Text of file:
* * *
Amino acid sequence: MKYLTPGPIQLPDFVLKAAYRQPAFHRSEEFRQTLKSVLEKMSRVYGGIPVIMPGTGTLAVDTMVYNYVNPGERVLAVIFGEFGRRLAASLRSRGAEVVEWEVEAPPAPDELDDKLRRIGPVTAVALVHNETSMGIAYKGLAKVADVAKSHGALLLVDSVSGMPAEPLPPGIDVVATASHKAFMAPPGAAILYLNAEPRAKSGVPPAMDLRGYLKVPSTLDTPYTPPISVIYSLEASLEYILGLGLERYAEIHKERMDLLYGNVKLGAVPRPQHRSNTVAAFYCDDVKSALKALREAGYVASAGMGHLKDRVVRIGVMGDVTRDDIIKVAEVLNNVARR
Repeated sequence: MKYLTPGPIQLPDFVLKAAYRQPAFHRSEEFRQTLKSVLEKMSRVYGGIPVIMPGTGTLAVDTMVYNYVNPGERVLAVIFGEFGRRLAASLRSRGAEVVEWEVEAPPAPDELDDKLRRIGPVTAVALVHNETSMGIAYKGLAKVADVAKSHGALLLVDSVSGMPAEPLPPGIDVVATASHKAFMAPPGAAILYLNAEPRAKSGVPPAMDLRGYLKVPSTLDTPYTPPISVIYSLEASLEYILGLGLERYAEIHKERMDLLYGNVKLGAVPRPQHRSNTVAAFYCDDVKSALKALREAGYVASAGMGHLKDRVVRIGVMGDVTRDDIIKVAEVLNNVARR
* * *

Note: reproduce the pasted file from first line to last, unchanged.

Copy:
Amino acid sequence: MKYLTPGPIQLPDFVLKAAYRQPAFHRSEEFRQTLKSVLEKMSRVYGGIPVIMPGTGTLAVDTMVYNYVNPGERVLAVIFGEFGRRLAASLRSRGAEVVEWEVEAPPAPDELDDKLRRIGPVTAVALVHNETSMGIAYKGLAKVADVAKSHGALLLVDSVSGMPAEPLPPGIDVVATASHKAFMAPPGAAILYLNAEPRAKSGVPPAMDLRGYLKVPSTLDTPYTPPISVIYSLEASLEYILGLGLERYAEIHKERMDLLYGNVKLGAVPRPQHRSNTVAAFYCDDVKSALKALREAGYVASAGMGHLKDRVVRIGVMGDVTRDDIIKVAEVLNNVARR
Repeated sequence: MKYLTPGPIQLPDFVLKAAYRQPAFHRSEEFRQTLKSVLEKMSRVYGGIPVIMPGTGTLAVDTMVYNYVNPGERVLAVIFGEFGRRLAASLRSRGAEVVEWEVEAPPAPDELDDKLRRIGPVTAVALVHNETSMGIAYKGLAKVADVAKSHGALLLVDSVSGMPAEPLPPGIDVVATASHKAFMAPPGAAILYLNAEPRAKSGVPPAMDLRGYLKVPSTLDTPYTPPISVIYSLEASLEYILGLGLERYAEIHKERMDLLYGNVKLGAVPRPQHRSNTVAAFYCDDVKSALKALREAGYVASAGMGHLKDRVVRIGVMGDVTRDDIIKVAEVLNNVARR